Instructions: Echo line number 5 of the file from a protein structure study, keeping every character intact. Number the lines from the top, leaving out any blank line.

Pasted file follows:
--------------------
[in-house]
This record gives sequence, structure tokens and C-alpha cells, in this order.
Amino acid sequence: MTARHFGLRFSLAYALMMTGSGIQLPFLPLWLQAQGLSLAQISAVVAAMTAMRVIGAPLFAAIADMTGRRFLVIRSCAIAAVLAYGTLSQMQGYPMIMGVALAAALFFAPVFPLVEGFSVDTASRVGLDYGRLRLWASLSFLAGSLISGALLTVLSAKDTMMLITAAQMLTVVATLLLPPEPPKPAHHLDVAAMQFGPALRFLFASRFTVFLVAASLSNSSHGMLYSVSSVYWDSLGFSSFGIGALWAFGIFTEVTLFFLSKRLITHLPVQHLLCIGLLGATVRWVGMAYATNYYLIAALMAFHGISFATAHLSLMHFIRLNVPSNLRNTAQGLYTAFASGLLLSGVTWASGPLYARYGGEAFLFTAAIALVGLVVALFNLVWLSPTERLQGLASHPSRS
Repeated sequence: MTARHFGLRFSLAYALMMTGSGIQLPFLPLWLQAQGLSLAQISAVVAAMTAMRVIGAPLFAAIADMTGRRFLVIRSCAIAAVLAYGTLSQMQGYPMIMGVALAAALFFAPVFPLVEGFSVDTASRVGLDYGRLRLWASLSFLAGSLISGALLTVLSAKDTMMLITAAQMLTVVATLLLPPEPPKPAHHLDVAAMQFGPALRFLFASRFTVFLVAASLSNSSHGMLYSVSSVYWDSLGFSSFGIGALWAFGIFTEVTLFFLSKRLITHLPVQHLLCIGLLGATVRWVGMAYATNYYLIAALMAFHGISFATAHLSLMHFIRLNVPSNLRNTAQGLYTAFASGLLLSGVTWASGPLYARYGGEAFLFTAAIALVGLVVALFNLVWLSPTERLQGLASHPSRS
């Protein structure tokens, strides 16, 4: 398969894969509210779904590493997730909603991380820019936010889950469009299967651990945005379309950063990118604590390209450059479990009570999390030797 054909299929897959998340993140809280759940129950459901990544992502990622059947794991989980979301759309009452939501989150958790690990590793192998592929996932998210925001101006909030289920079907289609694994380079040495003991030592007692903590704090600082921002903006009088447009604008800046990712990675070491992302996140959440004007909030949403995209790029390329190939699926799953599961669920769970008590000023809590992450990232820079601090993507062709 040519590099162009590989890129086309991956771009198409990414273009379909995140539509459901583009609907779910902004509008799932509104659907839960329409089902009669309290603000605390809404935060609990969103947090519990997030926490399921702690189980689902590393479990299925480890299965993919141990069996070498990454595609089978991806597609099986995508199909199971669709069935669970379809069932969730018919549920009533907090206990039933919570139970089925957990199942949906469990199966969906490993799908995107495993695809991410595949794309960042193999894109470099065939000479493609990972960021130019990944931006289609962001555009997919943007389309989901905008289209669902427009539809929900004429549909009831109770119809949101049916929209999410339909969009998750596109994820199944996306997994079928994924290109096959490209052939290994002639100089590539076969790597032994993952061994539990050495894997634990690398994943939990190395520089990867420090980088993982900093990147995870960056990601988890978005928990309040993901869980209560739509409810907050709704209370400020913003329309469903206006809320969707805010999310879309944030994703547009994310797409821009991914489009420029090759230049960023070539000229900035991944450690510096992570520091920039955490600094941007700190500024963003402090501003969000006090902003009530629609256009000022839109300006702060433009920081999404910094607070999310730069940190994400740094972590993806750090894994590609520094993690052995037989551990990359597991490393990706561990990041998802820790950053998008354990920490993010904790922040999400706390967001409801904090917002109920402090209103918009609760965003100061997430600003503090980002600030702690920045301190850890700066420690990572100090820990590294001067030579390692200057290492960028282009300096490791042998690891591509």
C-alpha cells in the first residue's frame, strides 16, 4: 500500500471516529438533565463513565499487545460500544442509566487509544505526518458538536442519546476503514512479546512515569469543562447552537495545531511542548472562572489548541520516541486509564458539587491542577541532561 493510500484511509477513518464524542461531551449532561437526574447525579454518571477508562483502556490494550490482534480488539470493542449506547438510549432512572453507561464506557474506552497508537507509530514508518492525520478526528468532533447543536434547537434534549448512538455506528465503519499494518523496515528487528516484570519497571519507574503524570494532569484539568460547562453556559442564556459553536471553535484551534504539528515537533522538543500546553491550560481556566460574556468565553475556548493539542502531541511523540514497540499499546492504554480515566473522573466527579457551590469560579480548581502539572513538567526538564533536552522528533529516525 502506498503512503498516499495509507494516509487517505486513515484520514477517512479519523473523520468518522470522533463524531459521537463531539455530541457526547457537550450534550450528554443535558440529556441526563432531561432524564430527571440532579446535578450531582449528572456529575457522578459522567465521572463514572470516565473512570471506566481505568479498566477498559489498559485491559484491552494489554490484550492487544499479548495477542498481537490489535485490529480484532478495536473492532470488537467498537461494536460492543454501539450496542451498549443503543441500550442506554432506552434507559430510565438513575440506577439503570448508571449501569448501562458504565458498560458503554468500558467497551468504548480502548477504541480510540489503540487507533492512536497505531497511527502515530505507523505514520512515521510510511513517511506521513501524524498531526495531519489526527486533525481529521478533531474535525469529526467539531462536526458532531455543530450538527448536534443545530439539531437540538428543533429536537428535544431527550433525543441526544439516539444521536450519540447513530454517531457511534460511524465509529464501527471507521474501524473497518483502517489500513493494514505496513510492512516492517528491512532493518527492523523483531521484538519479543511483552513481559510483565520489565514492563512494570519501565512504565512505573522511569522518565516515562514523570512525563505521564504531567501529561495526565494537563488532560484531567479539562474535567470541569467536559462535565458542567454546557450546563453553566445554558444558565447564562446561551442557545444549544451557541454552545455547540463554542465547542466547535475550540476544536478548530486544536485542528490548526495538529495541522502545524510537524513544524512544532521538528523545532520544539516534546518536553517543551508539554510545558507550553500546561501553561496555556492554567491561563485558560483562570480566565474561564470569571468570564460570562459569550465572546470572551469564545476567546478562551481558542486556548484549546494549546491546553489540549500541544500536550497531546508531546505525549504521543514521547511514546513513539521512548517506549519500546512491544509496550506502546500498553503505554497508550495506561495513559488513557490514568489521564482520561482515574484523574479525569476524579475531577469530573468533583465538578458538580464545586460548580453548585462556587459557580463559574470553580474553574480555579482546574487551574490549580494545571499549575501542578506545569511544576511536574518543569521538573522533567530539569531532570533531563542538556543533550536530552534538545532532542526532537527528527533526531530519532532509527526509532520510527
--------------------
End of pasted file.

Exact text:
């Protein structure tokens, strides 16, 4: 398969894969509210779904590493997730909603991380820019936010889950469009299967651990945005379309950063990118604590390209450059479990009570999390030797 054909299929897959998340993140809280759940129950459901990544992502990622059947794991989980979301759309009452939501989150958790690990590793192998592929996932998210925001101006909030289920079907289609694994380079040495003991030592007692903590704090600082921002903006009088447009604008800046990712990675070491992302996140959440004007909030949403995209790029390329190939699926799953599961669920769970008590000023809590992450990232820079601090993507062709 040519590099162009590989890129086309991956771009198409990414273009379909995140539509459901583009609907779910902004509008799932509104659907839960329409089902009669309290603000605390809404935060609990969103947090519990997030926490399921702690189980689902590393479990299925480890299965993919141990069996070498990454595609089978991806597609099986995508199909199971669709069935669970379809069932969730018919549920009533907090206990039933919570139970089925957990199942949906469990199966969906490993799908995107495993695809991410595949794309960042193999894109470099065939000479493609990972960021130019990944931006289609962001555009997919943007389309989901905008289209669902427009539809929900004429549909009831109770119809949101049916929209999410339909969009998750596109994820199944996306997994079928994924290109096959490209052939290994002639100089590539076969790597032994993952061994539990050495894997634990690398994943939990190395520089990867420090980088993982900093990147995870960056990601988890978005928990309040993901869980209560739509409810907050709704209370400020913003329309469903206006809320969707805010999310879309944030994703547009994310797409821009991914489009420029090759230049960023070539000229900035991944450690510096992570520091920039955490600094941007700190500024963003402090501003969000006090902003009530629609256009000022839109300006702060433009920081999404910094607070999310730069940190994400740094972590993806750090894994590609520094993690052995037989551990990359597991490393990706561990990041998802820790950053998008354990920490993010904790922040999400706390967001409801904090917002109920402090209103918009609760965003100061997430600003503090980002600030702690920045301190850890700066420690990572100090820990590294001067030579390692200057290492960028282009300096490791042998690891591509």